Why do so many men step on the gas right as they turn the engine off?

Dear Car Talk

Dear Car Talk | Aug 01, 1994

Dear Tom and Ray:

Being as you are males of the species AND you know a heck of a lot about cars, perhaps you can explain why menfolk tend to give their cars a burst of gas as they turn them off. Should I do that, or is it some sacred macho bonding ritual? Love your column!

RAY: You've hit the nail right on the head, Nancie. It's a sacred male bonding ritual with no mechanical value whatsoever.

TOM: In the early days of civilization, some fathers taught their sons that it was important to give the car a little gas as you turned it off. The theory was that this would fill up the carburetor bowl with gasoline, and make the engine easier to start next time.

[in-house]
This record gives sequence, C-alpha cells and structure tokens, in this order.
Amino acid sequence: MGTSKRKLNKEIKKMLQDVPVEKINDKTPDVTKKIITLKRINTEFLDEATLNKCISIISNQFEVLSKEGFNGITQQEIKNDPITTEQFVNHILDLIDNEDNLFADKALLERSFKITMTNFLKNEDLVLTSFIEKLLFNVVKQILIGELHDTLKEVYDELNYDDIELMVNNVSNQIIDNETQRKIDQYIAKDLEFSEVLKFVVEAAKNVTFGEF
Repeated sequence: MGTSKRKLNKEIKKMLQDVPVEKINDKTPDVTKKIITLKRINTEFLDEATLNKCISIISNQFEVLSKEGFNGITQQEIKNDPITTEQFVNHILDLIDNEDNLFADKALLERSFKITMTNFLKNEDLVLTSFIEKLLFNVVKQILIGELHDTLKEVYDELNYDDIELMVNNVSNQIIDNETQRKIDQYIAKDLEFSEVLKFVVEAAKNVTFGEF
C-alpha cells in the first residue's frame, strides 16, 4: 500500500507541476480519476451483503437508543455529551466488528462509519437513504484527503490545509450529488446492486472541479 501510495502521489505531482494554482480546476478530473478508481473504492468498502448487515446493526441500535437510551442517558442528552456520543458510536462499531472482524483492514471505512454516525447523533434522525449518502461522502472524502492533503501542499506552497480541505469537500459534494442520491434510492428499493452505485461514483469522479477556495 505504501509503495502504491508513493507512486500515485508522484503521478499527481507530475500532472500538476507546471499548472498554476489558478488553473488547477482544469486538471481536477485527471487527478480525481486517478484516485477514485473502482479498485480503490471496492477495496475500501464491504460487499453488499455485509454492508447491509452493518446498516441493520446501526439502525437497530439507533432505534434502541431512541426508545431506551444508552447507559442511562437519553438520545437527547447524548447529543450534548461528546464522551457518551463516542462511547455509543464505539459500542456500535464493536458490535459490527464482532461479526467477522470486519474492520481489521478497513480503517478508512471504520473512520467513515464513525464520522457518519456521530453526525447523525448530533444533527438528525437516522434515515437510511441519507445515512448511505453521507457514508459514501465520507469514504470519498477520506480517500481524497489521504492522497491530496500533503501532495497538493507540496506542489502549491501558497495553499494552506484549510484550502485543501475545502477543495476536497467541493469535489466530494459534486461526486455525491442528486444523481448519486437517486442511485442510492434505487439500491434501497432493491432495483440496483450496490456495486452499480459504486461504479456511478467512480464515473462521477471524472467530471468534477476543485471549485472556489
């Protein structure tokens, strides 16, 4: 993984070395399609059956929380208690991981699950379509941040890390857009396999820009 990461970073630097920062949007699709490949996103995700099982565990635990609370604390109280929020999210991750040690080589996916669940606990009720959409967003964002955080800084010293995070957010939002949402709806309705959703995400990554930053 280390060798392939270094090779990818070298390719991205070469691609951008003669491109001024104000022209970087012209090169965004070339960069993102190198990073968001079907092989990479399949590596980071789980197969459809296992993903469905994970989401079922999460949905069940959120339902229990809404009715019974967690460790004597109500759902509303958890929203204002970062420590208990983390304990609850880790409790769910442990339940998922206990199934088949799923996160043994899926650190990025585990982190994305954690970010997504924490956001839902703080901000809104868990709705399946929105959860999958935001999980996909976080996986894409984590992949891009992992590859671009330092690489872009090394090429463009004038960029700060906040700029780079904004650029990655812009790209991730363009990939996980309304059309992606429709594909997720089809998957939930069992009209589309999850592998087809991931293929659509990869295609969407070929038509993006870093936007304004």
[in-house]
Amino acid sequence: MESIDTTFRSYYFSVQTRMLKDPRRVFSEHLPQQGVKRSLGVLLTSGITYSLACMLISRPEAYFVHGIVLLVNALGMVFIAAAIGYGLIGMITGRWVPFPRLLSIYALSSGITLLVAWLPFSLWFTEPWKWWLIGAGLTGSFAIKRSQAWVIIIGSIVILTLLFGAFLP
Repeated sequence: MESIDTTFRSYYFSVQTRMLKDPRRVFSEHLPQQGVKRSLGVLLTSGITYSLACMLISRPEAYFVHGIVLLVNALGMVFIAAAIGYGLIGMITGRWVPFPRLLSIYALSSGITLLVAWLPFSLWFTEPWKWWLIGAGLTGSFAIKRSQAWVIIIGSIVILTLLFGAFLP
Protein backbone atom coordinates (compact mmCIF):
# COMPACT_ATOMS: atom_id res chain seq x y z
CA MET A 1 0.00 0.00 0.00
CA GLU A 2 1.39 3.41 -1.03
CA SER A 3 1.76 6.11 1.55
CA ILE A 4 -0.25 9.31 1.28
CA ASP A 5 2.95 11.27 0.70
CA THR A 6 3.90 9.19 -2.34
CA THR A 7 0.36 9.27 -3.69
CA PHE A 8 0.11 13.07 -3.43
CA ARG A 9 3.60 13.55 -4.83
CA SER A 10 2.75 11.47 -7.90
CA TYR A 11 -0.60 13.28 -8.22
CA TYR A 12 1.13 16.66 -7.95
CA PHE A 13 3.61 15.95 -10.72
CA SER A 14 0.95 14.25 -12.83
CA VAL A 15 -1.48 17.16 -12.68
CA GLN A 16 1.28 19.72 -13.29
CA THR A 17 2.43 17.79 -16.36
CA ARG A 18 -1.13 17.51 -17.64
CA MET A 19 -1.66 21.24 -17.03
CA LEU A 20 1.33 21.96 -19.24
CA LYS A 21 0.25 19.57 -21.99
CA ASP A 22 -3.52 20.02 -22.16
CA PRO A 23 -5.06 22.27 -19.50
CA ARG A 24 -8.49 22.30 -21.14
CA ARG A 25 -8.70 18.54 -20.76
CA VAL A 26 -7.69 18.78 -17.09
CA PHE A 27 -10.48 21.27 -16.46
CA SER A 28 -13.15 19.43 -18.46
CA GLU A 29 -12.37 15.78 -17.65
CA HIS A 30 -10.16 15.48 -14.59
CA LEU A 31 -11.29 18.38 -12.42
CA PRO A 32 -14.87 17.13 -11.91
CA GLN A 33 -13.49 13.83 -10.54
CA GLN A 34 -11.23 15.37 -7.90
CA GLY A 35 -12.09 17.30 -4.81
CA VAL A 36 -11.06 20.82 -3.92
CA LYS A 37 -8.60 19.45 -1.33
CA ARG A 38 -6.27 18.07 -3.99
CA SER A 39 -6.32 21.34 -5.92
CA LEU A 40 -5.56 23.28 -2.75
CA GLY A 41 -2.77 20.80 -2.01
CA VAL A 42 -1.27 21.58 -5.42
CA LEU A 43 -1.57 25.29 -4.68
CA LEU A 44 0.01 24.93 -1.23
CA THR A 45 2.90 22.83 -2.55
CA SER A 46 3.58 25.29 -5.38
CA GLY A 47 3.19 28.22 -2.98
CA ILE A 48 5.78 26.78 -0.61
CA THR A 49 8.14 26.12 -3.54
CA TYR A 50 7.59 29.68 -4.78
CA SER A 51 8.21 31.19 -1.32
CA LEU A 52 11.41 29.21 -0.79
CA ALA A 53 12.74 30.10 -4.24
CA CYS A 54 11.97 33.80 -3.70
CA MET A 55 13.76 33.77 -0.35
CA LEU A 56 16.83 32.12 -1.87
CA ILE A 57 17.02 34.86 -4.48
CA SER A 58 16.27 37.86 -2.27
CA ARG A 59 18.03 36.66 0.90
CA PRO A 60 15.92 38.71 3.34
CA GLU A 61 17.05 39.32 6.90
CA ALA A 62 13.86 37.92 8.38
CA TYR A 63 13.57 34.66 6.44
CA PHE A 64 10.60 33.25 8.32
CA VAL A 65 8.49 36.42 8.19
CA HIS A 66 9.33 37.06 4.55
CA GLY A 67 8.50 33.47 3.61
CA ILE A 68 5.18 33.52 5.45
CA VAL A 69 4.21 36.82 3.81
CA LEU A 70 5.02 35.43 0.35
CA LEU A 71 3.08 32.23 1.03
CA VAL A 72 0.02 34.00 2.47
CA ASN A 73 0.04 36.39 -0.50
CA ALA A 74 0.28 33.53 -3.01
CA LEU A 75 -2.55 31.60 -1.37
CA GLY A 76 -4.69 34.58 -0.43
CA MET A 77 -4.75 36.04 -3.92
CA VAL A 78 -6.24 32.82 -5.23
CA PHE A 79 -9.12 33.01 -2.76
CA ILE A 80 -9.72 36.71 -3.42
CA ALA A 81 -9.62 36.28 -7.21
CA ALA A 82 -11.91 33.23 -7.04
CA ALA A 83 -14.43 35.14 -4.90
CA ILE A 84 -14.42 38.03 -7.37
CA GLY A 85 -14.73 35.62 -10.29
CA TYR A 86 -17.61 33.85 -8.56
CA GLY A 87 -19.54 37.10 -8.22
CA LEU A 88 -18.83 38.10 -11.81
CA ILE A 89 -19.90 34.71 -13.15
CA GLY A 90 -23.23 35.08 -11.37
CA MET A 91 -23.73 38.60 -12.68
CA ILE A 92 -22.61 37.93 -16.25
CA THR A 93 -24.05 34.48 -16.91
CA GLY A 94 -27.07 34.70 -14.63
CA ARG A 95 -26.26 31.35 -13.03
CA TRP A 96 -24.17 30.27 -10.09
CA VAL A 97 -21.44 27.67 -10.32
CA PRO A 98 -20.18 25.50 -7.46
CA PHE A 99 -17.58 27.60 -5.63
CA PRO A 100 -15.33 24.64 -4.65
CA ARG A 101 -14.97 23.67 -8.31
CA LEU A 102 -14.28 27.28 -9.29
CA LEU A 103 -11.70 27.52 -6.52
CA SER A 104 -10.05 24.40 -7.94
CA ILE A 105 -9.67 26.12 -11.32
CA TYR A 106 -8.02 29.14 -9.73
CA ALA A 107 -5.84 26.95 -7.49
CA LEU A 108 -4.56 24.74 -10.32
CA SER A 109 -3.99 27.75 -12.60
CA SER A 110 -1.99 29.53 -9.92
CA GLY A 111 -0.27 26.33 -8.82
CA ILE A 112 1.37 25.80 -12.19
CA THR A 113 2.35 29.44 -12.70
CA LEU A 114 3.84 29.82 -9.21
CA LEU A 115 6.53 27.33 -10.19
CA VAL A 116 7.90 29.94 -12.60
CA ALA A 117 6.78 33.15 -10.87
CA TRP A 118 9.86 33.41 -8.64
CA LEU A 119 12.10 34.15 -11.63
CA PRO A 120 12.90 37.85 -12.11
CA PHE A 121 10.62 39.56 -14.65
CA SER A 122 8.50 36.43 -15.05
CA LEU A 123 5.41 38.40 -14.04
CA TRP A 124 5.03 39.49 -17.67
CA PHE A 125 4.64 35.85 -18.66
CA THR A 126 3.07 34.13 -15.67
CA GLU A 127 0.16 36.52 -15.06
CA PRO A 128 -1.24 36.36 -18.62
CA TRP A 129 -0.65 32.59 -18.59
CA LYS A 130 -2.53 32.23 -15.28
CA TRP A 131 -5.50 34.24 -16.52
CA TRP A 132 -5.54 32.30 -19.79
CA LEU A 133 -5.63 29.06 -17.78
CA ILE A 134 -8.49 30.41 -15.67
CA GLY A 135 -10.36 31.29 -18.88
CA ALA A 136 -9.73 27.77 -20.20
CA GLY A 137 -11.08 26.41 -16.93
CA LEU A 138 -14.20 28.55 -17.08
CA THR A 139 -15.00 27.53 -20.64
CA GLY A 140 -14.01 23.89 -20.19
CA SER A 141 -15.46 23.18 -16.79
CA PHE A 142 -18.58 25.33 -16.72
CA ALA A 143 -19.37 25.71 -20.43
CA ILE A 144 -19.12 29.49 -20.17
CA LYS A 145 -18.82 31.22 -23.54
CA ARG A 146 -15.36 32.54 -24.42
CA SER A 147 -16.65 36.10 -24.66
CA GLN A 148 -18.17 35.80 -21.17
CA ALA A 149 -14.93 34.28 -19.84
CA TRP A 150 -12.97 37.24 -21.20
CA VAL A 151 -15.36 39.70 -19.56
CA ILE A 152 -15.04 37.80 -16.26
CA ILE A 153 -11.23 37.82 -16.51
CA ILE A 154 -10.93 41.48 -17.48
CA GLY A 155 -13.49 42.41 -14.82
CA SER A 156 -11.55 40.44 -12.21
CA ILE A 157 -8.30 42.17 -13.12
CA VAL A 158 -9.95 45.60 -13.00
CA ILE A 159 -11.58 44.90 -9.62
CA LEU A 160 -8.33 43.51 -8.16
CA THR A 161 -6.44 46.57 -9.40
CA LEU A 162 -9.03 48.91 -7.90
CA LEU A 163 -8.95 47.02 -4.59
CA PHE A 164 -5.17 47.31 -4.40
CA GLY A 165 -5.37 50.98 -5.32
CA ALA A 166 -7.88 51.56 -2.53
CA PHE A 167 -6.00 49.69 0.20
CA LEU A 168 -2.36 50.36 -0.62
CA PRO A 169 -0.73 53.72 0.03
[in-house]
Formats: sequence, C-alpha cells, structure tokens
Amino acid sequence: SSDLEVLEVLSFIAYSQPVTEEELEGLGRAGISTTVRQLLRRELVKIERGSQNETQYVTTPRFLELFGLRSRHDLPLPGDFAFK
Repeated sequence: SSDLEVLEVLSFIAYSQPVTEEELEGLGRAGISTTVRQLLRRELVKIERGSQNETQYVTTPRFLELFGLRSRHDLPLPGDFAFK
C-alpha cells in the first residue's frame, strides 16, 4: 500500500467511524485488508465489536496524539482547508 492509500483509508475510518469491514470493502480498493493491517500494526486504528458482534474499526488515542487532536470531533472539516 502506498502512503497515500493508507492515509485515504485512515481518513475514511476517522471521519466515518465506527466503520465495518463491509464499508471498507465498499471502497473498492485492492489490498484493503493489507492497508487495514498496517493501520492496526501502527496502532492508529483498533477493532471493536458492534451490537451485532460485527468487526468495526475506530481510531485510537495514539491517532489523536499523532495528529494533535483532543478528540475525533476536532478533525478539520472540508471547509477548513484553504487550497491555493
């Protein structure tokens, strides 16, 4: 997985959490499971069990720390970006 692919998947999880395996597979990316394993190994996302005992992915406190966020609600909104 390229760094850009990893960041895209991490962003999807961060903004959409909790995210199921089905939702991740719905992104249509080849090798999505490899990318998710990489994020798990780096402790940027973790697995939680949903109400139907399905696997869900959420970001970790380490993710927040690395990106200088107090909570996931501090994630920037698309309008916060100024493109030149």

RAY: This theory was dubious back then. And since a) all carburetors manufactured since the Eisenhower administration come with accelerator pumps to get the car started, and b) all modern cars are fuel injected and don't even HAVE carburetors, the theory is now under intense scrutiny by the S.A.E., the A.P.I., the N.O.W., and even the NAACP (National Association for the Advancement of Carbureted Products).

TOM: But if the menfolk in your clan want to perform this sacred bonding ritual, Nancie, I'd say let them. After all, it's a lot less messy than, say, animal sacrifice.

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